Electrostatics
 Charge, conductors, charge conservation
 Charges are either positive or negative. Zero charge is neutral.
 Like charges repel, unlike charges attract.
 Charge is quantized, and the unit of charge is the Coulomb.
 Conductors are materials in which charges can move freely. Metals are good conductors.
 Charge is always conserved. You can't create or destroy charge, you can only transfer charge from one source to another.
 Insulators
 Insulators are materials in which charges can not move freely. Nonmetals are good insulators.
 Coulomb's law (F = kq_{1}q_{2}/r^{2}, sign conventions)
 F = kq_{1}q_{2}/r^{2}
 k = 9E9 Nm^{2}/C^{2}
 If the charges have the same sign, the force is repulsive.
 If the charges have opposite signs, the force is attractive.
 Electric field
 field lines

 Electric field is denoted by the vector E.
 Lines that are closer together denote stronger fields than lines that are farther apart.

 Electric fields come out of positive charges, and goes into negative charges.
 The unit for electric field is N/C, or Newtons per Coulomb.
 field due to charge distribution

 Field lines come out of the positive end and goes into the negative end of a dipole.

 Field lines for two negative charges are the same as those for two positive charges except that the direction of the field lines would be reversed.

 The direction and magitude of the field at any point in space can be calculated as the vector sum of all the field components there.

 Electric field in between a capacitor is uniform until it reaches the ends of the capacitor.

 Electric field for wires runs radially perpendicular to the wire.

 Electric field for a cylinder runs radially perpendicular to the cylinder, and is zero inside the cylinder.
 Potential difference, absolute potential at point in space

 Absolute potential (V) is the amount of energy per charge that something possesses.
 V = ^{U}/_{q0} = k^{q}/_{r}
 V is the electric potential (absolute potential) caused by q, which is experienced by q_{0}.
 q is the charge that is causing the potential, not the charge that's experiencing the potential.
 Traditionally, q_{0} is the charge experiencing the potential. The magnitude of q_{0} is very small.
 U is the electrical potential energy possessed by q_{0}.
 r is the distance between the potentialcausing charge and the charge that's experiencing the potential (r is always positive).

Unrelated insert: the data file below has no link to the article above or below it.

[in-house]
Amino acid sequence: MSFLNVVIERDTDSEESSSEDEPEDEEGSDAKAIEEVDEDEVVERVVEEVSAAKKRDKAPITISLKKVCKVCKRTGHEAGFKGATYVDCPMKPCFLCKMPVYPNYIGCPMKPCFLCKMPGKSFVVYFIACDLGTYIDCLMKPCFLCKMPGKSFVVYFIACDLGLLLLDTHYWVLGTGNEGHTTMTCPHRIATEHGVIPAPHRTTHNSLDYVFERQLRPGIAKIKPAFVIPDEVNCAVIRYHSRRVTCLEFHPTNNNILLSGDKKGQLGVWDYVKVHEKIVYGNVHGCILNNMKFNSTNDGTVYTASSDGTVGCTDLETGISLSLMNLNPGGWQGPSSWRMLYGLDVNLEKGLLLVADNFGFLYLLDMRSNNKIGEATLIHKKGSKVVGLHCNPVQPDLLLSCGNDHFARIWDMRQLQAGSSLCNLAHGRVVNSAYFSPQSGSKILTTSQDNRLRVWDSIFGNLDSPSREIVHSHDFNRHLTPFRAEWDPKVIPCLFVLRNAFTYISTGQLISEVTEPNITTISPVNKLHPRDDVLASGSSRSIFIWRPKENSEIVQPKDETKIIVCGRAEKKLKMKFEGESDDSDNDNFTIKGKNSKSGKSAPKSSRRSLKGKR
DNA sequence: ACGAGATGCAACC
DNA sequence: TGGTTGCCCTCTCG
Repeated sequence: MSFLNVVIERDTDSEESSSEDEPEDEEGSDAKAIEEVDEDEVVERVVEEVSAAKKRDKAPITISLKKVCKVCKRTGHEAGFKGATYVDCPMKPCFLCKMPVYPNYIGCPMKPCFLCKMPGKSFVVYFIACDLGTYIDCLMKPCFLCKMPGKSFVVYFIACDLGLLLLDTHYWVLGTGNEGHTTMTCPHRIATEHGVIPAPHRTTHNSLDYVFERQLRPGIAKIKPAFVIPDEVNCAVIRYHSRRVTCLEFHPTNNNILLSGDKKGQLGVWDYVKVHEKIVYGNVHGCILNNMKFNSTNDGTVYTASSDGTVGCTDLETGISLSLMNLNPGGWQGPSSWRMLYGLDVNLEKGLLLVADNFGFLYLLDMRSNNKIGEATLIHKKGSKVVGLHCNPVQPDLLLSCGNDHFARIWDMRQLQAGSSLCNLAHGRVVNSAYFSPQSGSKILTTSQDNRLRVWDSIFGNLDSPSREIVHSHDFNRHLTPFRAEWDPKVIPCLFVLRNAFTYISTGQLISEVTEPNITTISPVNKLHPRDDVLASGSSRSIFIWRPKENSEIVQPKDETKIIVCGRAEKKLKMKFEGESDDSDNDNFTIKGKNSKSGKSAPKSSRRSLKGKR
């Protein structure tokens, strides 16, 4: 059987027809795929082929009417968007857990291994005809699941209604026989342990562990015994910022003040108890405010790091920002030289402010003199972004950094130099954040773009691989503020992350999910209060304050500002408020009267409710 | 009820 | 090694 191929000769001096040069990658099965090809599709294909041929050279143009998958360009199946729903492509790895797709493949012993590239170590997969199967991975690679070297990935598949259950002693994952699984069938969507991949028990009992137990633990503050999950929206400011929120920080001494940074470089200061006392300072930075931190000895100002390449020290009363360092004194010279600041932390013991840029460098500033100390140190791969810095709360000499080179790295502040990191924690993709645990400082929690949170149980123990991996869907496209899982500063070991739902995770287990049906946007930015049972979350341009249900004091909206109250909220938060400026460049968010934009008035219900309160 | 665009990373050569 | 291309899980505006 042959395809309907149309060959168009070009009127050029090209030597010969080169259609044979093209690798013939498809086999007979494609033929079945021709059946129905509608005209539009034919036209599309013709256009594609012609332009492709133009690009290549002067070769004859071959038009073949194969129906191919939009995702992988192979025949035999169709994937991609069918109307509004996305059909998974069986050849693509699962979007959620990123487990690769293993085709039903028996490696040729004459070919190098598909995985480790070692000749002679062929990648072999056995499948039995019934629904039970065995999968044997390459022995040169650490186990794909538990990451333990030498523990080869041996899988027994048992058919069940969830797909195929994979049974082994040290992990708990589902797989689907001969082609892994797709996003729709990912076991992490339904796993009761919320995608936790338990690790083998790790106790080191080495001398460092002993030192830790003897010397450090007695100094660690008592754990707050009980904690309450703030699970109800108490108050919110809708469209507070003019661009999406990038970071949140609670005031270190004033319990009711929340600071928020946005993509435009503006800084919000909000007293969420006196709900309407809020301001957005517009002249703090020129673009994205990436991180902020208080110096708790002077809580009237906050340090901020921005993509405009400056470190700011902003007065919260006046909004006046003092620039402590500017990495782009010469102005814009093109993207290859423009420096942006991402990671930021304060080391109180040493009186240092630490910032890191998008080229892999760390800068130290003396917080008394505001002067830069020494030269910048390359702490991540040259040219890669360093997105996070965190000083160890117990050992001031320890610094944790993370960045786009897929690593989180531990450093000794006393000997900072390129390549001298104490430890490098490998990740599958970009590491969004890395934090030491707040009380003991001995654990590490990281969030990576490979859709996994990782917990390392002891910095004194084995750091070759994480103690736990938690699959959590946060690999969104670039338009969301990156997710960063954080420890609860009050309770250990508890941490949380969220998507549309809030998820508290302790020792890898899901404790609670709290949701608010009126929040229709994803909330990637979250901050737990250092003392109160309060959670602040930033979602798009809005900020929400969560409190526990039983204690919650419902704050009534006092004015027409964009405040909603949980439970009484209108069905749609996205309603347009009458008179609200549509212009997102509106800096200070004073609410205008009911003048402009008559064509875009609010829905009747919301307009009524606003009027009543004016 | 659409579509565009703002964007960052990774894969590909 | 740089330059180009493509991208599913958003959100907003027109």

if there are multiple charges contributing to the potential, then calculate the potentials each of them causes (positive charges cause positive potentials, and negative charges cause negative potentials), and sum them together.
 The unit for potential is Volts (V) or Joules per Coulomb (J/C).
 Potential difference (ΔV) is the difference between two potentials.
 ΔV = V_{B}  V_{A}
 Potential difference is used in scenarios such as the difference in potential between the two plates of a capacitor, or the positive and negative terminals of a battery.
 Equipotential lines

 Equipotential lines are places where the potential is the same.
 Equipotential lines are always perpendicular to electric field lines.
 Electric dipole
 definition of dipole
 dipole = a positive charge and a negative charge separated by some distance.
 behavior in electric field

 A dipole in an electric field will want to align itself with the electric field, such that the positive end of the dipole is in the direction of the electric field.
 potential due to dipole

 To calculate the exact potential at a given point, just calculate the individual potential due to the positive charge and the negative charge, then add them together.
 Electrostatic induction

 Induction does not involve any type of conduction.
 Electrostatic induction is where a charged object induces the movement / redistribution of charges in another object.
 The classical example of electrostatic induction is picking up pieces of paper using a comb rubbed against fur.
 It's called electrostatic induction because it's static  the charged species polarizes noncharged species by simply being there. This is not the same as electromagnetic induction, which is how electric generators work. Luckily electromagnetic induction is not listed as an official AAMC topic.
 Gauss' law
 Φ_{E} = EA cosθ
 Φ_{E} is electric flux.
 E is electric field, A is area that the field goes through, and θ is the angle between the field and the normal of the area.
 Φ_{E} = q/ε_{0}
 For an enclosed surface, the electric flux is equal to q, the charge inside the enclosure, over the permitivity of free space.
 The net electric flux through any enclosed surface is totally dependent on the charge inside. If there's no charge inside, then the net electric flux through the enclosure is zero.
 An important application of Gauss's law is the Faraday cage. Basically, the electric field inside a closed conducting cage is zero. This is because the charges on the conducting cage will rearrange to cancel out any external field.
Magnetism
 Definition of the magnetic field B
 Magnetic field B exists in a region of space if a moving charge experiences a force due to its motion in that region.
 The unit for magnetic field is the Tesla (T) or ^{N·s}/_{m·C}
 Existence and direction of force on charge moving in magnetic field

 F = qvB sinθ
 θ is the angle between the charge velocity and the magnetic field. Sometimes the sinθ is omitted as θ is assumed to be 90°.